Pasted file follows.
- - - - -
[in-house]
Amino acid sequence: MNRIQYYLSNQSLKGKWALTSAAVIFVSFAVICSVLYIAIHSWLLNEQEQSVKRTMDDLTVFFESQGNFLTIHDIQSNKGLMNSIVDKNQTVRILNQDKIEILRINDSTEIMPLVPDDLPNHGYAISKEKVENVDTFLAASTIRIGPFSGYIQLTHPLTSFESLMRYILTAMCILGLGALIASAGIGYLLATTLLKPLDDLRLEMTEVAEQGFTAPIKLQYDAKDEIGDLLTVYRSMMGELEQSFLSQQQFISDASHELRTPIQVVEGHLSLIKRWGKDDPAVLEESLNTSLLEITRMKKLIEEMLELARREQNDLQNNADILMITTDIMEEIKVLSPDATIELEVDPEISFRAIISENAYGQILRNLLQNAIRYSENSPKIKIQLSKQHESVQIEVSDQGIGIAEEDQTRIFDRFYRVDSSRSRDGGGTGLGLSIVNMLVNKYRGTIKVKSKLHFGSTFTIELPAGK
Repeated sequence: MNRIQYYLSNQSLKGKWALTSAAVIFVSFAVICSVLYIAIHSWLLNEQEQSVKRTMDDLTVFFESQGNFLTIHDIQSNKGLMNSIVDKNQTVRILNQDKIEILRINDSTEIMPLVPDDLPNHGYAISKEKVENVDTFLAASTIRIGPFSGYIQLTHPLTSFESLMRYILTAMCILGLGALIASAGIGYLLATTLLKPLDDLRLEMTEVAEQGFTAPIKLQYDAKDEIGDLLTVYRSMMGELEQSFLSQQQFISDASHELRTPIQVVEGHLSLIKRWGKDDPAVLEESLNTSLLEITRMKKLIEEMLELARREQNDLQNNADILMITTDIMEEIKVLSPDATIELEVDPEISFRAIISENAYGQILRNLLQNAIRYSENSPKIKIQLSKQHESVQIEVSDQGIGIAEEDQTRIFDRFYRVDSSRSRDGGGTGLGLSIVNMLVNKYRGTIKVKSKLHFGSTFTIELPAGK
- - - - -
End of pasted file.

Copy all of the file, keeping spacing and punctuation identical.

[in-house]
Amino acid sequence: MNRIQYYLSNQSLKGKWALTSAAVIFVSFAVICSVLYIAIHSWLLNEQEQSVKRTMDDLTVFFESQGNFLTIHDIQSNKGLMNSIVDKNQTVRILNQDKIEILRINDSTEIMPLVPDDLPNHGYAISKEKVENVDTFLAASTIRIGPFSGYIQLTHPLTSFESLMRYILTAMCILGLGALIASAGIGYLLATTLLKPLDDLRLEMTEVAEQGFTAPIKLQYDAKDEIGDLLTVYRSMMGELEQSFLSQQQFISDASHELRTPIQVVEGHLSLIKRWGKDDPAVLEESLNTSLLEITRMKKLIEEMLELARREQNDLQNNADILMITTDIMEEIKVLSPDATIELEVDPEISFRAIISENAYGQILRNLLQNAIRYSENSPKIKIQLSKQHESVQIEVSDQGIGIAEEDQTRIFDRFYRVDSSRSRDGGGTGLGLSIVNMLVNKYRGTIKVKSKLHFGSTFTIELPAGK
Repeated sequence: MNRIQYYLSNQSLKGKWALTSAAVIFVSFAVICSVLYIAIHSWLLNEQEQSVKRTMDDLTVFFESQGNFLTIHDIQSNKGLMNSIVDKNQTVRILNQDKIEILRINDSTEIMPLVPDDLPNHGYAISKEKVENVDTFLAASTIRIGPFSGYIQLTHPLTSFESLMRYILTAMCILGLGALIASAGIGYLLATTLLKPLDDLRLEMTEVAEQGFTAPIKLQYDAKDEIGDLLTVYRSMMGELEQSFLSQQQFISDASHELRTPIQVVEGHLSLIKRWGKDDPAVLEESLNTSLLEITRMKKLIEEMLELARREQNDLQNNADILMITTDIMEEIKVLSPDATIELEVDPEISFRAIISENAYGQILRNLLQNAIRYSENSPKIKIQLSKQHESVQIEVSDQGIGIAEEDQTRIFDRFYRVDSSRSRDGGGTGLGLSIVNMLVNKYRGTIKVKSKLHFGSTFTIELPAGK